And we’ve been talking about a slowdown in revenue growth. We’ve been talking about the rate of revenue growth, not that t was going to get bad, but just it wasn’t going to be as good as it was in 2012. And we’ve been talking about the fact that the expense, the ability to really control – compact your property operating expenses was likely behind this. We’ve had so many years of that. So that’s what I’m saying that public market seems really surprised about.

On the asset side, on the valuation side, I don’t think that’s the sentiment of the private side in making acquisitions, I think that’s still a very competitive situation out there. And in fact I think part of the issues out there on the private side for high quality assets is just there aren’t that many today relative to the amount of capital we wants to invest, because we have gone through this dearth of new development and particularly merchant builders and things, just there is – there is not that much new product that’s coming in, and a lot of what the institutions want to buy is better, better quality products. So, I don’t – I think it’s going to be hard to buy again in 2013. I think cap rates are going to remain low. And I think asset values are going to remain high, even in light of the fact that operating fundamentals are not quite as good as last year, because we are still pretty darn good.

Dave Bragg – Zelman & Associates

That’s helpful. Thank you. And then Jamie on the fourth quarter itself can you talk about the new lease gains in that delta versus the year ago period. And what was the level of variability at the market level included?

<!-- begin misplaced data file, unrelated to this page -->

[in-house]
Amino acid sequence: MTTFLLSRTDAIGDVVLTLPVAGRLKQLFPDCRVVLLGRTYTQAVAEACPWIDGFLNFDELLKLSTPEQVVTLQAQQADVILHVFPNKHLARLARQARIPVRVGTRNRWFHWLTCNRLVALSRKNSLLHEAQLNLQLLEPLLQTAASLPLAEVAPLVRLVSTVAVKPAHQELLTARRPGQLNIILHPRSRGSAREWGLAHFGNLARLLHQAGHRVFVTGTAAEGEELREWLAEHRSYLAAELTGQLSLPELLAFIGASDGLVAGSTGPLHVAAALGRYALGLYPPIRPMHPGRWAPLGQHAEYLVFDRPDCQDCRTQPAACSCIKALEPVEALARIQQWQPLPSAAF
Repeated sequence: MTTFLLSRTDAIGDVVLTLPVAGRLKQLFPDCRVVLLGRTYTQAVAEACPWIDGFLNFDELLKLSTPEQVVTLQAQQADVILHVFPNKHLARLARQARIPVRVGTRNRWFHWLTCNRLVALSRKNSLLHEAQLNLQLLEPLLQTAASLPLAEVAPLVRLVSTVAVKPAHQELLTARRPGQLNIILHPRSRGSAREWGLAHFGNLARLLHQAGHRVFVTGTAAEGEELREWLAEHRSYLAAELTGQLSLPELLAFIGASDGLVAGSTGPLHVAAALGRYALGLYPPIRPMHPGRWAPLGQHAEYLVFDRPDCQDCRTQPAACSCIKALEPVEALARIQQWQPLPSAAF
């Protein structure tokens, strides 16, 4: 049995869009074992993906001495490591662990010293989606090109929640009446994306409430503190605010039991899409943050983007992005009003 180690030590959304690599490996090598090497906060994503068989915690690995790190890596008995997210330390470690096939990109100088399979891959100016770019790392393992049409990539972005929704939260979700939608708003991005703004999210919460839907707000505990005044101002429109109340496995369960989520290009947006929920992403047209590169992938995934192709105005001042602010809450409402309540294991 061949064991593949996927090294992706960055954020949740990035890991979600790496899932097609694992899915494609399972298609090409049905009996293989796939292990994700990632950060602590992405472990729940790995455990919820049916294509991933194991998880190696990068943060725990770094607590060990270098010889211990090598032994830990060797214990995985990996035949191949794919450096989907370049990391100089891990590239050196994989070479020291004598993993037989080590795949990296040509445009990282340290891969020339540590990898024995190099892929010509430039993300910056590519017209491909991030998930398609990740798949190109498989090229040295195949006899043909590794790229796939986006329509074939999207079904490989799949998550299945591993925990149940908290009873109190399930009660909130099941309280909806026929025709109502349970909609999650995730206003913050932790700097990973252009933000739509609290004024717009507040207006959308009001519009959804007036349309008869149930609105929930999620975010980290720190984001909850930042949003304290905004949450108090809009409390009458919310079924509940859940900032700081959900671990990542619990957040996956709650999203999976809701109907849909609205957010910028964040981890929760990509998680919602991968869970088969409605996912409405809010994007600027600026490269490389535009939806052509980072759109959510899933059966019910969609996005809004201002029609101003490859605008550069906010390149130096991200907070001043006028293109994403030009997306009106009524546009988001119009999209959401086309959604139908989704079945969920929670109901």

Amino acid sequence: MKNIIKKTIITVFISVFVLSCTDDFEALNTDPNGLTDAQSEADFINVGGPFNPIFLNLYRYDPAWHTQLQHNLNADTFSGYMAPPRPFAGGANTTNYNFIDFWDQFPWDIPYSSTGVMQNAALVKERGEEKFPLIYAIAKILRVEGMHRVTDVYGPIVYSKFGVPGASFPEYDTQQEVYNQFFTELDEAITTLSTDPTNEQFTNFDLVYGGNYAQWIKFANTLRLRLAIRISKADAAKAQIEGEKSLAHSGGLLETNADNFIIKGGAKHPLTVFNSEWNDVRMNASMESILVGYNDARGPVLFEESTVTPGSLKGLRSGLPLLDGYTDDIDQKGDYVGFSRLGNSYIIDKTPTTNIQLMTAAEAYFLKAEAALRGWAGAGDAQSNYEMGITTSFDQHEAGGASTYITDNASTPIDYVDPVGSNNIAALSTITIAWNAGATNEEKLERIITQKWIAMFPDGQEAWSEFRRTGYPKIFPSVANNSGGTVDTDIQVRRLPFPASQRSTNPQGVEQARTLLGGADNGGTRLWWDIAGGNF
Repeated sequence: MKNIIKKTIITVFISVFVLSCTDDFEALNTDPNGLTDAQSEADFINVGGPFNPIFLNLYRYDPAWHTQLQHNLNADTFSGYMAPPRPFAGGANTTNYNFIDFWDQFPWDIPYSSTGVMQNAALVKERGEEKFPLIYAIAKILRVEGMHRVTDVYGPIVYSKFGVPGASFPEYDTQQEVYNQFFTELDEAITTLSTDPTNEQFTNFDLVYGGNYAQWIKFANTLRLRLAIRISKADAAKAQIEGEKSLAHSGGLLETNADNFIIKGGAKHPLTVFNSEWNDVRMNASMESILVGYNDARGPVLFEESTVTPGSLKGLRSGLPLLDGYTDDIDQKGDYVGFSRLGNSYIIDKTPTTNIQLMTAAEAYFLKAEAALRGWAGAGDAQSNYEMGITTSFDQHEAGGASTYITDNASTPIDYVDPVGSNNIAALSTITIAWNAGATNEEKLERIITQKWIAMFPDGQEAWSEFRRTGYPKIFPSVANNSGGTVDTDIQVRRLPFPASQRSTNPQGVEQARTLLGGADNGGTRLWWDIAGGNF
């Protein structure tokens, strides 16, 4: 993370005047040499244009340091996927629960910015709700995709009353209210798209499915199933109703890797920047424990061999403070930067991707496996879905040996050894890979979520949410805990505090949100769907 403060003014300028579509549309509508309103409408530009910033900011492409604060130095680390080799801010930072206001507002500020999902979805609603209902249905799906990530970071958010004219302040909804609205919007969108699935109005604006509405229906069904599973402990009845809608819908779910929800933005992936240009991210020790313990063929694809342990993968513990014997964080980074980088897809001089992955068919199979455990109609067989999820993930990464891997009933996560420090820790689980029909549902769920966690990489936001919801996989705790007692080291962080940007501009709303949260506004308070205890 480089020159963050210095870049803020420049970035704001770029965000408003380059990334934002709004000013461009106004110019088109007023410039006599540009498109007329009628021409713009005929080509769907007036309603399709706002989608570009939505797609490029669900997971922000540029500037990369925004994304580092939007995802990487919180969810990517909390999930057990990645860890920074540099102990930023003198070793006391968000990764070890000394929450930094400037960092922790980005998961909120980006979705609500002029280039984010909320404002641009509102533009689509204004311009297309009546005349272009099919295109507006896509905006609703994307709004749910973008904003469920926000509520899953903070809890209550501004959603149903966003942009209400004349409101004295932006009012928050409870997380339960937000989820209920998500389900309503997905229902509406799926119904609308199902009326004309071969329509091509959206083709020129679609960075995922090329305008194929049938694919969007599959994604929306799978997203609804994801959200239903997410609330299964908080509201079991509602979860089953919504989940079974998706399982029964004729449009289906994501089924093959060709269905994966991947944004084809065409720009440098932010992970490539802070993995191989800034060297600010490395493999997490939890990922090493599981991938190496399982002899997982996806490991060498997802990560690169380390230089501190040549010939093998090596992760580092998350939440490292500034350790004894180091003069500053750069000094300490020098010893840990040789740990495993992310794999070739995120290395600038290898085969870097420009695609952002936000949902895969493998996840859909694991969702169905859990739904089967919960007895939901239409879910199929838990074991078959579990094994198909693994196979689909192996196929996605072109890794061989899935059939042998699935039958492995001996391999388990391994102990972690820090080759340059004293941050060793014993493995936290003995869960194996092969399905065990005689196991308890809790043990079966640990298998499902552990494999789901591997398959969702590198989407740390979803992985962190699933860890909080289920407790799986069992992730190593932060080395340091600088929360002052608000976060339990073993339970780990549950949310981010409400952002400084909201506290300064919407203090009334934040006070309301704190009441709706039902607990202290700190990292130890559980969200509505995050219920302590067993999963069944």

Jamie Teabo

Sure. And what we said in the opening comments, we did see the typical seasonal slowdown in 2012 quarter for that we didn’t experience in the prior year. So, with that came a lower occupancy and a lower pricing power on the new lease rate. So we came in quarter for down, right at 1.8% on the new lease growth, and really the markets that we saw struggle in that pricing power were Charlotte, DC and Orlando. So, those were really the three that were hit hardest and we feel, the other call when we were on the call last quarter we already had started to see some pockets in DC decline and again our suburban assets are doing quite well. It’s the In-Town, the Tysons and that we have talked about on last call and really Pentagon, in

Arlington that are seeing the most pricing pressure. The suburban Maryland and suburban Virginia are doing just fine on the renewal side and on the new lease side.

So, it’s a pocket of properties and then we’ve seen one for the new year hit, we saw traffic pickup. We saw leasing volume pickup. We saw the pricing power pickup. So, we’re seeing things trend through the first quarter as we would hope they would. So, we had mentioned last year that we thought we might see more typical fourth quarter than we had and we in fact did.